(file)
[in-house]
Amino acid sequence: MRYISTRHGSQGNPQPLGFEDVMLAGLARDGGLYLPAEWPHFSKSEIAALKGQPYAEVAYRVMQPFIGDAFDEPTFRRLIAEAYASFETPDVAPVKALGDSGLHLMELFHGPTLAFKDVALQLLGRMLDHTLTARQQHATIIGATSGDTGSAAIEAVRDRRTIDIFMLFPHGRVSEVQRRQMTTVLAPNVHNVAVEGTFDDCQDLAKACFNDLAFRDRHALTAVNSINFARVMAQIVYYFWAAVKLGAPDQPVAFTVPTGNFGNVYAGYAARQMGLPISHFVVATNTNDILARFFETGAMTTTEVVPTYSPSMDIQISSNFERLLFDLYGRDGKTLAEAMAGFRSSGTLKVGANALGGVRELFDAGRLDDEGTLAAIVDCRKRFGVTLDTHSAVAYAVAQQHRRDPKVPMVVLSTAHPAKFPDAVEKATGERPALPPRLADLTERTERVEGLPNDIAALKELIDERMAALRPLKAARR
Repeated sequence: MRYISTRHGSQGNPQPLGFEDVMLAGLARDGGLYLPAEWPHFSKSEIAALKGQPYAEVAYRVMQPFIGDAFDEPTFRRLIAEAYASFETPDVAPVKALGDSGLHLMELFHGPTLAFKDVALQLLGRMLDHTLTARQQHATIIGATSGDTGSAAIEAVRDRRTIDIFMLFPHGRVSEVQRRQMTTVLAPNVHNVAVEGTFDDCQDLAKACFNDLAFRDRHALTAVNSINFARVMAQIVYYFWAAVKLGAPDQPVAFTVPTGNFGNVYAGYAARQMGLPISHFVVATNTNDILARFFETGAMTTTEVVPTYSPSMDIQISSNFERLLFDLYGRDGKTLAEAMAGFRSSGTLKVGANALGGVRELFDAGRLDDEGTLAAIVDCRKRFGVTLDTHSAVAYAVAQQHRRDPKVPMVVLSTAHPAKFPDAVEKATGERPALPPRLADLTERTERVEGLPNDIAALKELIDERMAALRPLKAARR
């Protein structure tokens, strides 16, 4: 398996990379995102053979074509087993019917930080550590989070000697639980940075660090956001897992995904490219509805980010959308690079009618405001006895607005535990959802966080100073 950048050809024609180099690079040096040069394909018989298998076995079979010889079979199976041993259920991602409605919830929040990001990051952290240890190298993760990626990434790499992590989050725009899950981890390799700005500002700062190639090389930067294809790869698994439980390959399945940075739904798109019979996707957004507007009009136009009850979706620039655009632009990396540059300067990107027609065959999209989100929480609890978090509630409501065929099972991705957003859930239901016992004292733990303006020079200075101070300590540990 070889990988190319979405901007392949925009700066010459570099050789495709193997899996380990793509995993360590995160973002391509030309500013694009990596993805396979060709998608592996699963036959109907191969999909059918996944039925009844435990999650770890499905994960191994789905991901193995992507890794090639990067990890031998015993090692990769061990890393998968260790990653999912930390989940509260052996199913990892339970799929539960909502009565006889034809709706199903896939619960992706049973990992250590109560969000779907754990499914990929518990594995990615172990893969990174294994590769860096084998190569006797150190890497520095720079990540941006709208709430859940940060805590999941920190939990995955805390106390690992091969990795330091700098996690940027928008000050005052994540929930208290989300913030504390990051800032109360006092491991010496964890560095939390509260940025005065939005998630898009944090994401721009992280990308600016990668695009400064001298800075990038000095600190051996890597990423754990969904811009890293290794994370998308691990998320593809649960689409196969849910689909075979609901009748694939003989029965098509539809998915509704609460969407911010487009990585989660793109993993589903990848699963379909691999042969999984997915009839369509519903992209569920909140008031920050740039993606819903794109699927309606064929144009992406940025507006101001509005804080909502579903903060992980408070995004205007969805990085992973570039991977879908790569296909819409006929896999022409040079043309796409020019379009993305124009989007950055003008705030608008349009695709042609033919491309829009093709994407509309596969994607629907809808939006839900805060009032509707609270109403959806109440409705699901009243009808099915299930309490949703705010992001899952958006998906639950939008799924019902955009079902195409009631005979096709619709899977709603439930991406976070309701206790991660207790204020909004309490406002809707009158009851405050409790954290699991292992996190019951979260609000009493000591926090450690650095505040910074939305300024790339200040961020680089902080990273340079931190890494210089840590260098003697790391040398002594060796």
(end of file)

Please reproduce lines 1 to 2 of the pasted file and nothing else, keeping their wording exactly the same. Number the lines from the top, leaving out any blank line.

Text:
[in-house]
Amino acid sequence: MRYISTRHGSQGNPQPLGFEDVMLAGLARDGGLYLPAEWPHFSKSEIAALKGQPYAEVAYRVMQPFIGDAFDEPTFRRLIAEAYASFETPDVAPVKALGDSGLHLMELFHGPTLAFKDVALQLLGRMLDHTLTARQQHATIIGATSGDTGSAAIEAVRDRRTIDIFMLFPHGRVSEVQRRQMTTVLAPNVHNVAVEGTFDDCQDLAKACFNDLAFRDRHALTAVNSINFARVMAQIVYYFWAAVKLGAPDQPVAFTVPTGNFGNVYAGYAARQMGLPISHFVVATNTNDILARFFETGAMTTTEVVPTYSPSMDIQISSNFERLLFDLYGRDGKTLAEAMAGFRSSGTLKVGANALGGVRELFDAGRLDDEGTLAAIVDCRKRFGVTLDTHSAVAYAVAQQHRRDPKVPMVVLSTAHPAKFPDAVEKATGERPALPPRLADLTERTERVEGLPNDIAALKELIDERMAALRPLKAARR